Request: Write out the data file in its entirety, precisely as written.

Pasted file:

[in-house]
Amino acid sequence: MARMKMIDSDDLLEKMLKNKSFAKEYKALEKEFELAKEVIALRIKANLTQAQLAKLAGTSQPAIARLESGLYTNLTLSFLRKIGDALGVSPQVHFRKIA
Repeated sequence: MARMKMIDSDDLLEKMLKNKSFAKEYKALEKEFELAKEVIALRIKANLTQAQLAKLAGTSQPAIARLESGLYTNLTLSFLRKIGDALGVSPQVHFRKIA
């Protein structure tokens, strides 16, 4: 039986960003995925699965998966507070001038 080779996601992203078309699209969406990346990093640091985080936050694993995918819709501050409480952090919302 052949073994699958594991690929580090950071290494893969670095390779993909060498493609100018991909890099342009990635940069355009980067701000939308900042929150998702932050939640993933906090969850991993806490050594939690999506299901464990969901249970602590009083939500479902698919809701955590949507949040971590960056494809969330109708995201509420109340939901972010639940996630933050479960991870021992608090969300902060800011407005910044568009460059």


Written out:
[in-house]
Amino acid sequence: MARMKMIDSDDLLEKMLKNKSFAKEYKALEKEFELAKEVIALRIKANLTQAQLAKLAGTSQPAIARLESGLYTNLTLSFLRKIGDALGVSPQVHFRKIA
Repeated sequence: MARMKMIDSDDLLEKMLKNKSFAKEYKALEKEFELAKEVIALRIKANLTQAQLAKLAGTSQPAIARLESGLYTNLTLSFLRKIGDALGVSPQVHFRKIA
């Protein structure tokens, strides 16, 4: 039986960003995925699965998966507070001038 080779996601992203078309699209969406990346990093640091985080936050694993995918819709501050409480952090919302 052949073994699958594991690929580090950071290494893969670095390779993909060498493609100018991909890099342009990635940069355009980067701000939308900042929150998702932050939640993933906090969850991993806490050594939690999506299901464990969901249970602590009083939500479902698919809701955590949507949040971590960056494809969330109708995201509420109340939901972010639940996630933050479960991870021992608090969300902060800011407005910044568009460059």